Governor Chris Christie of New Jersey has long been a proponent of online gambling in some form. There is no question that billions of dollars are available to those states in the US which adopt some sort of online gambling legislation. And while Mr. Christie had previously on two occasions turned down the online gambling bills proposed to him, last week he said the most recent offering only needed slight tweaking for him to okay it. The changes were made, and the Governor from the Garden State made New Jersey the third state in the US to approve online gambling since the Department of Justice put that responsibility in state hands.
In the online gambling version of the Space Race, emergency legislation flew through the Nevada Assembly and Senate, and was hastily signed by Governor Brian Sandoval, legalizing online gambling in the Silver State on February 21. Nevada had in 2011 passed legislation which would allow it to quickly offer online gambling should the United States Department of Justice legalize it. After the DOJ reversed their age-old stance on Internet gambling in late 2011, the table was set for individual states to hit the virtual felt.
You probably know many of the details. Concerning online gambling in the United States, the US Department of Justice (DOJ) has always said that is a big no-no. But in the final days of 2012, they sort of changed their opinion. They stated that activities like online lottery sales, online poker and other forms of online gambling not including sports betting probably are not that bad at all, and decided to allow each individual state in the US to decide their online gambling destiny.
New Jersey Governor Chris Christie sure has a strange way of showing his purported love of online gambling legalization in the Garden State. The last couple of years has seen the rotund Republican slap down multiple attempts at legalizing online poker in New Jersey. Most recently, he vetoed the latest online poker package put forth by lawmakers in that state. It is beginning to appear that Christie has lost his “Approved” stamp, as he routinely turns down one online poker proposal after another. If that is the case, is there any way that this latest spurning be seen as a good thing?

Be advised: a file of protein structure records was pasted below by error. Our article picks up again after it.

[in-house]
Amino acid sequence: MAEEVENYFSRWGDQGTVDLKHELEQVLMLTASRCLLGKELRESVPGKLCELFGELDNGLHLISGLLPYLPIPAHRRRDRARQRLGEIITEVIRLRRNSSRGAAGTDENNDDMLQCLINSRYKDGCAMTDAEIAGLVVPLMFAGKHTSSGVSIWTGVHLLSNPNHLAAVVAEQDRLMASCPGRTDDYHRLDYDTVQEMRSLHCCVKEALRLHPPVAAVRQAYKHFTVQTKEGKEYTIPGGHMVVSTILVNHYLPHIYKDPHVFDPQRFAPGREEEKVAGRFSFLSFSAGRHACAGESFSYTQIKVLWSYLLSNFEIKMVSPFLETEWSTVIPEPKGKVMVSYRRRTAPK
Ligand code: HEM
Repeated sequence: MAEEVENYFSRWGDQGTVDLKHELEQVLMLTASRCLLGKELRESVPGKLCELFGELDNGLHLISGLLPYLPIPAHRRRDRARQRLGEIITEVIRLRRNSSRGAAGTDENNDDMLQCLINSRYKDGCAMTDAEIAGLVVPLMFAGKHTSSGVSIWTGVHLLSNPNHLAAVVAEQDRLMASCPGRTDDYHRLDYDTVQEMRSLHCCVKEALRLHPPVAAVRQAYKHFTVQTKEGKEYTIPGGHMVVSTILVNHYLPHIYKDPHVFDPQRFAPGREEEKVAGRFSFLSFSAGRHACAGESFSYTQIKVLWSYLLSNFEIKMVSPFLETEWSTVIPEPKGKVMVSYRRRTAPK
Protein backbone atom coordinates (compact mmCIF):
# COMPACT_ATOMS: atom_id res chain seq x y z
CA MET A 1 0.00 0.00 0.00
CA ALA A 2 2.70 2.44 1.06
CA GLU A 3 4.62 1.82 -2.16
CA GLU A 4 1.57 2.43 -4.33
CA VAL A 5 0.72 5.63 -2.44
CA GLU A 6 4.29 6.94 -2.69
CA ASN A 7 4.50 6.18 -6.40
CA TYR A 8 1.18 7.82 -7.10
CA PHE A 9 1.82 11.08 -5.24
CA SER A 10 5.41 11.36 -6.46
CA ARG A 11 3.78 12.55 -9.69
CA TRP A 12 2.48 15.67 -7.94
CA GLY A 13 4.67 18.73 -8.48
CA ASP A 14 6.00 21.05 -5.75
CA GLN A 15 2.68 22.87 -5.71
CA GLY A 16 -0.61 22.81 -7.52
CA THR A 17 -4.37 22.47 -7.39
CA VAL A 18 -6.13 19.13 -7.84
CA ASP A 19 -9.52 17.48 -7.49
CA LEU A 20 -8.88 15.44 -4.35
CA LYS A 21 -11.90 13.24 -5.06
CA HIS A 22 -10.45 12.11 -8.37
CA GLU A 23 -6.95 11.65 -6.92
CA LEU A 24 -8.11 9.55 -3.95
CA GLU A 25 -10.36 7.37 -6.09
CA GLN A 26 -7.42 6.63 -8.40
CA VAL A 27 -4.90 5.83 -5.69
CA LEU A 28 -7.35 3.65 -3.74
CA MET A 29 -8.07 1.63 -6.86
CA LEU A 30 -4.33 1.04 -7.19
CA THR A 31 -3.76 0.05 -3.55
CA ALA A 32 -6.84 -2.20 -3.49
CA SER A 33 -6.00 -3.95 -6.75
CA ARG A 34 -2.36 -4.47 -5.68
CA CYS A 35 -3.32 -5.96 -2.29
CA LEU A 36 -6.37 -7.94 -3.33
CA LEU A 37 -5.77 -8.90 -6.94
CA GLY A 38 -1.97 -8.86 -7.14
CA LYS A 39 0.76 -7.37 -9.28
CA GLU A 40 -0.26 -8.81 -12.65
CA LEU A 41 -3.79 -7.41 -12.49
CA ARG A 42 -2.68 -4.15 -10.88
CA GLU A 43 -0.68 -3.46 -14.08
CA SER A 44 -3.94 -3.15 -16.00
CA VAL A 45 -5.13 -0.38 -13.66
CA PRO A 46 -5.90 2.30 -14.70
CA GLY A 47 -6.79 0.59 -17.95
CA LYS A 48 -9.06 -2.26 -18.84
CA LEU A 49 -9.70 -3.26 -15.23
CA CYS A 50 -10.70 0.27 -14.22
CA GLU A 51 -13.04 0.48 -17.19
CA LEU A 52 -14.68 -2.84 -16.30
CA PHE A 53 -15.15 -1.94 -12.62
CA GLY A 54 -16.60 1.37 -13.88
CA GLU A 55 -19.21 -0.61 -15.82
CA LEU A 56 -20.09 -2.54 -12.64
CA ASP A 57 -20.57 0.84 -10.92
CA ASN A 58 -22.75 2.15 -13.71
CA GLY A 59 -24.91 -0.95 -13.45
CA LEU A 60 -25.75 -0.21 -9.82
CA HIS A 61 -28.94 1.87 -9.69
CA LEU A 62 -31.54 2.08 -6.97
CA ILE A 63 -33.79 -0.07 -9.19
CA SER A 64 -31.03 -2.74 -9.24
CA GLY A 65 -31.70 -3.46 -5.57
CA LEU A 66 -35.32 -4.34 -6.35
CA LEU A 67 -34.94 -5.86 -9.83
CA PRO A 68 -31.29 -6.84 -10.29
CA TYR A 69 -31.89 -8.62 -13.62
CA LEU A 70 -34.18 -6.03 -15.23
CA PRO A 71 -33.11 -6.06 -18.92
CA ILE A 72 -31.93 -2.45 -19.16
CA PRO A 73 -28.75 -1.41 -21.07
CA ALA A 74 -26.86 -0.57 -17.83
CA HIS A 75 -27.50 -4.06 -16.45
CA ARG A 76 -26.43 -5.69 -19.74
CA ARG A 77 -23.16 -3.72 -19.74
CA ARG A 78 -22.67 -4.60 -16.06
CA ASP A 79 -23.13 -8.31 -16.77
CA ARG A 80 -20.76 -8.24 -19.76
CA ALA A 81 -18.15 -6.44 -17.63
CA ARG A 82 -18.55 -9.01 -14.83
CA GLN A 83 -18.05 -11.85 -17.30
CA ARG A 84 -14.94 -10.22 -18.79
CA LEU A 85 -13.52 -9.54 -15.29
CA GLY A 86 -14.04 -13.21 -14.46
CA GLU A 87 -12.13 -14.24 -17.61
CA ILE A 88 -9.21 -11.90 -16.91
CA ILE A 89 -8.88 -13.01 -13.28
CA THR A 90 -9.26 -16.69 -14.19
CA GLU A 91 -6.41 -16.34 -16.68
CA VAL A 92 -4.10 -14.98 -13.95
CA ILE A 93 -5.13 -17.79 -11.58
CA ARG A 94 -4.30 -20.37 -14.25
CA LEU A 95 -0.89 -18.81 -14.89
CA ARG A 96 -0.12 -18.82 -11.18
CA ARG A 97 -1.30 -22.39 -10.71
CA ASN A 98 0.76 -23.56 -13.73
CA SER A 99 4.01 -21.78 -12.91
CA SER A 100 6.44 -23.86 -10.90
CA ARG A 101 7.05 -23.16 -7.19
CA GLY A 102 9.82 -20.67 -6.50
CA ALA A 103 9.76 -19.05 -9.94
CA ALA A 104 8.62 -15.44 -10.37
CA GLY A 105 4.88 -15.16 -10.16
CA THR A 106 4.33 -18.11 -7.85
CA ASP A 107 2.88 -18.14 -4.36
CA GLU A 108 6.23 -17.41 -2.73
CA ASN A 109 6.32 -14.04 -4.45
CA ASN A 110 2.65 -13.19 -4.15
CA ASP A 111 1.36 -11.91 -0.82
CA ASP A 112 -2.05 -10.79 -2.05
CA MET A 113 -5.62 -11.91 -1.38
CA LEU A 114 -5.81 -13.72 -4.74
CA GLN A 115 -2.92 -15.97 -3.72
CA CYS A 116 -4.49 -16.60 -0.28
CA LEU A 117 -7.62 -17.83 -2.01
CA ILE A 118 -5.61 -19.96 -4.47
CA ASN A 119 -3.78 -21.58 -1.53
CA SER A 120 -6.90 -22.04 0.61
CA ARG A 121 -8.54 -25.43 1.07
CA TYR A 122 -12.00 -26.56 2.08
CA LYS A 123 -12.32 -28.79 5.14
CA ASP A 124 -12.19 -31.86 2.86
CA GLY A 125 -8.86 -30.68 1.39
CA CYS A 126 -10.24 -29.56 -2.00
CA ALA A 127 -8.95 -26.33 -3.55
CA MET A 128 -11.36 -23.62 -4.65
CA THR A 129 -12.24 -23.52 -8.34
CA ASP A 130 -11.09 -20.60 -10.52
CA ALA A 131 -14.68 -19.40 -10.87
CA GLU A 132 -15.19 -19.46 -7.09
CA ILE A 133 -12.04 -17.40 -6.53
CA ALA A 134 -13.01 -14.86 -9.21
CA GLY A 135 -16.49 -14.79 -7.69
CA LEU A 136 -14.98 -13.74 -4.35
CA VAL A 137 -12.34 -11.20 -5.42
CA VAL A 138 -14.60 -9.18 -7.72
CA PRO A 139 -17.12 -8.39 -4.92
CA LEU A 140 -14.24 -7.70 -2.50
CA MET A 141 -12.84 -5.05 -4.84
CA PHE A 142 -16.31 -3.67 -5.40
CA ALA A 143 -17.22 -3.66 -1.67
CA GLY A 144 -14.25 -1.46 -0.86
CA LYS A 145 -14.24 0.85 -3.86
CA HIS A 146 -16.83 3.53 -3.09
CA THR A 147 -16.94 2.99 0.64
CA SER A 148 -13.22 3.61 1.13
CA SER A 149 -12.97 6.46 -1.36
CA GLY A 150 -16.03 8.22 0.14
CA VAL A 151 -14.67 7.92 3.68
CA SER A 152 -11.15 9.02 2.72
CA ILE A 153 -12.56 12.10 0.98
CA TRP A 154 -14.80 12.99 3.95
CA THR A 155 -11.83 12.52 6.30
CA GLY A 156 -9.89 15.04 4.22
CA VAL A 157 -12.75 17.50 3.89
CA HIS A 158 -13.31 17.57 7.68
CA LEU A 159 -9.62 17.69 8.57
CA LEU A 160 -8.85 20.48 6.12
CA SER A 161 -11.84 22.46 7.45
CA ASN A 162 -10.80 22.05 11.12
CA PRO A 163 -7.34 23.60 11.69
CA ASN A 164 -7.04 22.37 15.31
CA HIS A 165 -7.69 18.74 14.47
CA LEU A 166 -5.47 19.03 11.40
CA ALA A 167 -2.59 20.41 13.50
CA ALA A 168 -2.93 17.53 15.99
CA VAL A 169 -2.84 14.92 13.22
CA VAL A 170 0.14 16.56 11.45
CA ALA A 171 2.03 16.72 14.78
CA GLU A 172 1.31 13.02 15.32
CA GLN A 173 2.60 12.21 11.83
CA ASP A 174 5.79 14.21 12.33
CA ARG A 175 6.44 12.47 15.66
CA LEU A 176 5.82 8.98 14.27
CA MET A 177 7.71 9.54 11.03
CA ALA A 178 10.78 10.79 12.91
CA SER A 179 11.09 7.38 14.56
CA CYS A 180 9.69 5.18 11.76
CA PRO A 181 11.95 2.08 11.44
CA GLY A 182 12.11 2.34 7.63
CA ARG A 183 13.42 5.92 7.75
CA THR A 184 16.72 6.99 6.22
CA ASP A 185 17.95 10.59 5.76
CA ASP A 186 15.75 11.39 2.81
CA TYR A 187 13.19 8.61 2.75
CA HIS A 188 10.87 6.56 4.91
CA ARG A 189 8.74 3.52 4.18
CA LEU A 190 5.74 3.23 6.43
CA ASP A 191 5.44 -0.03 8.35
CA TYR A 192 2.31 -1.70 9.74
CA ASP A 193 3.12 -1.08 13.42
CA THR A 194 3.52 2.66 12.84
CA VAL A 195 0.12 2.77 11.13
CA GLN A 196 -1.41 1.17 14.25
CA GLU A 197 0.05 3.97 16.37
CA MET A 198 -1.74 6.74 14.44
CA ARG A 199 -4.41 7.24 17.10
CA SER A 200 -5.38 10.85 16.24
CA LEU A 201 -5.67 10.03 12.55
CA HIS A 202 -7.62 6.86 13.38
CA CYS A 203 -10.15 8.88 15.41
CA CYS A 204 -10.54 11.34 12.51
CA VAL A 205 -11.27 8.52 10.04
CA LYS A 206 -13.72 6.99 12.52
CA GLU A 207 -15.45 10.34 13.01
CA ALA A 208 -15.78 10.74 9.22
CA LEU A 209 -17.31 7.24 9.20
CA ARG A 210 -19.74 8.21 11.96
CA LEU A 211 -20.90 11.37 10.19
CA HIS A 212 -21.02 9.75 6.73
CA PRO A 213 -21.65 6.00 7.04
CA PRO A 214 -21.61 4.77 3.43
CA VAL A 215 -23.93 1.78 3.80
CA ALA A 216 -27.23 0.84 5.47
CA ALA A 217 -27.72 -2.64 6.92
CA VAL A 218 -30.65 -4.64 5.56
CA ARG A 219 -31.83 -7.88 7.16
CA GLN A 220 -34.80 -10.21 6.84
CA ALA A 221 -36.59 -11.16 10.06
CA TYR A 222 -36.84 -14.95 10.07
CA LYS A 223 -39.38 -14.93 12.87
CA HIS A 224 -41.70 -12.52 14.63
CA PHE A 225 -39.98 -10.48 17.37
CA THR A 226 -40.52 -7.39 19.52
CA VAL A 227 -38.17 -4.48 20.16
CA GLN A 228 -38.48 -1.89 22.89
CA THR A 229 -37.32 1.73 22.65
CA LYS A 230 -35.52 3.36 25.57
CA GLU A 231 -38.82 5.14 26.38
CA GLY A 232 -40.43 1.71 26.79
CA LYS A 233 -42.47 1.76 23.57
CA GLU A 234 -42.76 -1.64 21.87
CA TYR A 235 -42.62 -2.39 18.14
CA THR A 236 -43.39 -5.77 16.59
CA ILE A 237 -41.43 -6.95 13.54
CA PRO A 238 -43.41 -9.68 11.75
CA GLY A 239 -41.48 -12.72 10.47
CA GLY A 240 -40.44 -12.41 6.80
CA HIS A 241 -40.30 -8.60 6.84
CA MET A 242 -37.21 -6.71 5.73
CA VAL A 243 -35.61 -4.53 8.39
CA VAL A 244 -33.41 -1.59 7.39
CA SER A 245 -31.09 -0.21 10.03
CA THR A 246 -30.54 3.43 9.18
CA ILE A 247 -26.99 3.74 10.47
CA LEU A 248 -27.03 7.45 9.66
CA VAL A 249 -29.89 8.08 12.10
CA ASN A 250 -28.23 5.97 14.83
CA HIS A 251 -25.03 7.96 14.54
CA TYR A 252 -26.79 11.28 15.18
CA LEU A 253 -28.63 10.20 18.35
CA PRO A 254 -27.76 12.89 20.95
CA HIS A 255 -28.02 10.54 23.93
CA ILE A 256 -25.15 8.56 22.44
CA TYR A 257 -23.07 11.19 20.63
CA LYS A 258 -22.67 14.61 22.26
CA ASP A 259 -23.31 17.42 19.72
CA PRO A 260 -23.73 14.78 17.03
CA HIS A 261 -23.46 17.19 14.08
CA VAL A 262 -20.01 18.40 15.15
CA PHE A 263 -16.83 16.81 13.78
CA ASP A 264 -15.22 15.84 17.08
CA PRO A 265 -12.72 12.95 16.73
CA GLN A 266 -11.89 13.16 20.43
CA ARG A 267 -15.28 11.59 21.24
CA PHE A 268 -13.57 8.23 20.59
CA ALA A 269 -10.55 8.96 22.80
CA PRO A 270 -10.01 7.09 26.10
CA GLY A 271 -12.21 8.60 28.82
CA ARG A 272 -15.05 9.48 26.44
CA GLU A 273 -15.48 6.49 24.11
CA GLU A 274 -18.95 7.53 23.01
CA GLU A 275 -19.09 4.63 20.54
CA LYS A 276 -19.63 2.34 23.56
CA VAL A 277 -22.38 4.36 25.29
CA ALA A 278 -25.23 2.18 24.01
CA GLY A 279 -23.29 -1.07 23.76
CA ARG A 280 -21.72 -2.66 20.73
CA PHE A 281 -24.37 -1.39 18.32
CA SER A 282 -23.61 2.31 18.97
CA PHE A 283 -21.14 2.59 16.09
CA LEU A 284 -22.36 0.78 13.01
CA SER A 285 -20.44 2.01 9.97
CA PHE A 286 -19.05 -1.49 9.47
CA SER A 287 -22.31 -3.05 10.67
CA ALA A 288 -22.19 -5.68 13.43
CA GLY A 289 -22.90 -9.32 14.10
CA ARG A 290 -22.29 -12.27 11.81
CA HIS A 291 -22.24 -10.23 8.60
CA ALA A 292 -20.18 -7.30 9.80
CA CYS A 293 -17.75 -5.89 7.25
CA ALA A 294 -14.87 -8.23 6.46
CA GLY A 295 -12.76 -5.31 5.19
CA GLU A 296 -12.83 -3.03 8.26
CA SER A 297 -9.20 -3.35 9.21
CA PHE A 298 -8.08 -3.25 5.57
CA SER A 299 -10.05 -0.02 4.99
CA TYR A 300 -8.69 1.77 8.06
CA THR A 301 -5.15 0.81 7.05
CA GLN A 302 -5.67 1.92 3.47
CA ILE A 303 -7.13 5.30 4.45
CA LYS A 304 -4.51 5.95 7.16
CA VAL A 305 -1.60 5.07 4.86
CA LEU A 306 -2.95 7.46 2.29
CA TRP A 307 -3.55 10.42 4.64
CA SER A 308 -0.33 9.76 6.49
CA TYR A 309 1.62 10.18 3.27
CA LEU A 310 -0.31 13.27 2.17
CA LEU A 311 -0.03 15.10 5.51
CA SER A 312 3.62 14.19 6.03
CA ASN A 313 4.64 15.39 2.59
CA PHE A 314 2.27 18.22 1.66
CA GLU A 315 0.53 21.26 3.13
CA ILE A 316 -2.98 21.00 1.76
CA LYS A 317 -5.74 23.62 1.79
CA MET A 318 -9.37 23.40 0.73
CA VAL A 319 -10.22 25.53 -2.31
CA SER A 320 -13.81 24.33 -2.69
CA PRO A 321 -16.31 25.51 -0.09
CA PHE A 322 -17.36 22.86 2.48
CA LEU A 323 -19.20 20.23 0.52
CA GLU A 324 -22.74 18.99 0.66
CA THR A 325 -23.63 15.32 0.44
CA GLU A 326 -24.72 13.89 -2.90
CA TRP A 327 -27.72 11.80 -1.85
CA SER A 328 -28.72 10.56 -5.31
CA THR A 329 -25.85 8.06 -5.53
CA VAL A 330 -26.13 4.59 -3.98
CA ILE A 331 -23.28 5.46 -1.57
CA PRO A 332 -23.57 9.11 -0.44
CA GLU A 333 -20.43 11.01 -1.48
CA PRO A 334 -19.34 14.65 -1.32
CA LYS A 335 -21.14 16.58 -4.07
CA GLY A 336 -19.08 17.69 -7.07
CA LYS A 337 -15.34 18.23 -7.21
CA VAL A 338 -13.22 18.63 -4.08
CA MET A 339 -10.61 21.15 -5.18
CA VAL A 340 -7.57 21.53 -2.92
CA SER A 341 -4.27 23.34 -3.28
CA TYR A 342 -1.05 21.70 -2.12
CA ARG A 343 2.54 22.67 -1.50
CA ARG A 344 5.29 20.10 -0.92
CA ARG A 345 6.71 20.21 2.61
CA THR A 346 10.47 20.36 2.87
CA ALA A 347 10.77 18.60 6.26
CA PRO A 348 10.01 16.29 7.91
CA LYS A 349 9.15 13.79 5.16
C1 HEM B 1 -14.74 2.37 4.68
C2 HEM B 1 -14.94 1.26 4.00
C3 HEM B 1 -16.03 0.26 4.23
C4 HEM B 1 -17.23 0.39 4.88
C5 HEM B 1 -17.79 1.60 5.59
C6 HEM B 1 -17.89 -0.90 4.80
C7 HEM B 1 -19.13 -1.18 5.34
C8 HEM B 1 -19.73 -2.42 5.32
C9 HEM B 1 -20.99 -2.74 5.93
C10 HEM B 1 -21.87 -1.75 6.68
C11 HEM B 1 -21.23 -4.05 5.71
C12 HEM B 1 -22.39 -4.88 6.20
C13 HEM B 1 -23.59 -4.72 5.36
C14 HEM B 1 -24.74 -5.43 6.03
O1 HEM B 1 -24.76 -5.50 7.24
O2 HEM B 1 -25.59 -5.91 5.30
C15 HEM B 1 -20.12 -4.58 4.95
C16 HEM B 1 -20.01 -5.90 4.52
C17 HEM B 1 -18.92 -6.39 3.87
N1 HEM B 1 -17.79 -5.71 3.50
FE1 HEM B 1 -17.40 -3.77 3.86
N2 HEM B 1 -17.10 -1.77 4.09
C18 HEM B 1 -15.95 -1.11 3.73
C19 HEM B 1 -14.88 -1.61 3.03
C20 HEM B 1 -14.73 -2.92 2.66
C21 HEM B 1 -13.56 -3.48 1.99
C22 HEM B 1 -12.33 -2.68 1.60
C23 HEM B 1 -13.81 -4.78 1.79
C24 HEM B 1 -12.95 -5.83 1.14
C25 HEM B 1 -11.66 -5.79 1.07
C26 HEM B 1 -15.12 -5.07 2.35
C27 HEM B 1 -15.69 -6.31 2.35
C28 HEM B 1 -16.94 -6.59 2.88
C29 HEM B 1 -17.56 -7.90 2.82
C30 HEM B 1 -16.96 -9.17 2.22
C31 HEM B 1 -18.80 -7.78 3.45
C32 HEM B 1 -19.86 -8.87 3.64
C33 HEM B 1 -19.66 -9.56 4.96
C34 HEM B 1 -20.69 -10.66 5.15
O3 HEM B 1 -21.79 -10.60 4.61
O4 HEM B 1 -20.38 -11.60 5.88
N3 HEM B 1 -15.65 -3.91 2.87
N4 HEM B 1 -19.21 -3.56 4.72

Pennsylvania’s official nickname is The Keystone State for the central role it played in the founding of the United States of America, and the formation of important laws governing the new colonies. But legislation concerning gambling both online and off in Pennsylvania has looked more like something out of an episode of the Keystone Cops in recent years. Fatty Arbuckle and the boys were much more successful in garnering laughs and falling all over themselves in the pursuit of Charlie Chaplin than they were in upholding the law, and many gambling statutes in Pennsylvania have been just as ineffective and without focus.
Mississippi seeks to join Nevada and Delaware as the only states in the US to offer legalized internet gambling to their residents and travelers. With the US Department of Justice mandating that each individual state in the US should be able to dictate their own online gambling laws, some Mississippi lawmakers have been aggressively pursuing a legalized online gambling package for the Magnolia State. Their 2012 proposal did not survive, and they are back pushing for a 2013 effort.